• 6%: Sabotage (bombs, hijackings, shoot-downs)
  • 1%: Other cause

Gladwell divulged his family history in the final chapters of his own cultural legacies. Outliers are not outliers at all, they are products of history and community, of opportunity and legacy. Their success is not exceptional or mysterious (In my opinion, still debatable). It is grounded in a web of advantages and inheritances, some deserved, some not, some earned, some just plain lucky (This I totally agree).

The things I do not agree with

There are however some flaws:

  1. Besides Gladwell’s grandmother there are NO women role model. No success stories at least for one women figure?
  2. Chinese industrious is attributed to the rigorous regime of growing rice, I disagree. The Thai and Malay archipelagoes grew rice for as long as history could remember, yet the natives are not nearly as industrious as Chinese. I think it has to do with how insecure you feel about poverty and war. Insecurity breeds mostly highly populated nation, where competition is stiff. Or how high up you stay in the hemisphere. The hot and humid tropical weather, ideal for rice planting, do not really promote industrious unless you work in an air-conditioned room.
  3. Gladwell contradicts himself. On page 155, success is not a random act. It arises out of a predictable and powerful set of circumstanes and opportunities. And then it was said, success is grounded in a web of advantages and inheritances, some deserved, some not, some earned, some just plain lucky. Unless qualified, these statements at first glance appears to be contradictory. Luck appears to be random, is it not?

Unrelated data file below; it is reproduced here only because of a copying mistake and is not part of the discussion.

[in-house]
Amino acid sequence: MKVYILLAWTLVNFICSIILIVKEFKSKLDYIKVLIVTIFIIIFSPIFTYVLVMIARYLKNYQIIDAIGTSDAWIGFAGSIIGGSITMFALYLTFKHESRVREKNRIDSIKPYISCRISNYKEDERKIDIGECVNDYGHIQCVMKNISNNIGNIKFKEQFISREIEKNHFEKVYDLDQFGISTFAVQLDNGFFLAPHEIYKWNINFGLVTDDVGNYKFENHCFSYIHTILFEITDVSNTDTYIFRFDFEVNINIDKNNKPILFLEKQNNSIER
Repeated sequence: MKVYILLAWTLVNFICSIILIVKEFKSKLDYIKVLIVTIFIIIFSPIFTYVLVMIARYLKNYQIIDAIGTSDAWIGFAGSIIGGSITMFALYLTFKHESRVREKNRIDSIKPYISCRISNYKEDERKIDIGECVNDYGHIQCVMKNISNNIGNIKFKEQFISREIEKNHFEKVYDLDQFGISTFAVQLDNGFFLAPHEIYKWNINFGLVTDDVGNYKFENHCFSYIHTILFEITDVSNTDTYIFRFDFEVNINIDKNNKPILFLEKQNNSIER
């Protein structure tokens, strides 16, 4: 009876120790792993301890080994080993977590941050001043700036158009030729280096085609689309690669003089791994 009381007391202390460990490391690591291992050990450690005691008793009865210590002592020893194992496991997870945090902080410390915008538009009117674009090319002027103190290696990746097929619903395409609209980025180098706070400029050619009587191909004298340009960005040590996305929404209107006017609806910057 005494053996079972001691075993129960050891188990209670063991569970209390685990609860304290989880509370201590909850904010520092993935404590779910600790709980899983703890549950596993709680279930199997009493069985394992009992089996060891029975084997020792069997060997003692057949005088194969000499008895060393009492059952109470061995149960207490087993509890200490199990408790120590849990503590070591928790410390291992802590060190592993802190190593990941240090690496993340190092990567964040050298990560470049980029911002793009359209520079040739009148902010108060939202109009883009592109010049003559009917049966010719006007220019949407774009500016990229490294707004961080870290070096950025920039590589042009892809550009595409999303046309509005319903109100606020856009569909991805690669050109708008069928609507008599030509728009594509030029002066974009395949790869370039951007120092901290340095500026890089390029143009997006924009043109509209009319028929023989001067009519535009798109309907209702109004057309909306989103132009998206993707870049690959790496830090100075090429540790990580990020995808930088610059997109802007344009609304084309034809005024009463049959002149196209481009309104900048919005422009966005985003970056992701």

I am not saying that Gladwell’s findings are the gospel truth but it is a book that open your eyes and makes you think differently. That for me is a noteworthy book. If there is one thing to take away from the book, it is this:

acknowledge your cultural legacies and take steps to overcome it.

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About JoV

A bookaholic that went out of control.... I eat, sleep and breathe books. Well, lately I do other stuff.

Discussion

5 thoughts on “Outlier – The Story of Success

  1. Well, I’m not so enamored of Gladwell as you, but I did love the info about the plane crashes – why do we all find disasters so fascinating? And belated Happy Birthday to you!

    Posted by rhapsodyinbooks | March 27, 2010, 2:40 am
  2. Thanks. I think it is because we hand over our lives to pilots who supposingly know what to do with it and taking charge of the flight. This sense of helplessness amplies the horror when something horrific happens. this our fascination in finding the answers I suppose. 🙂 either that or ..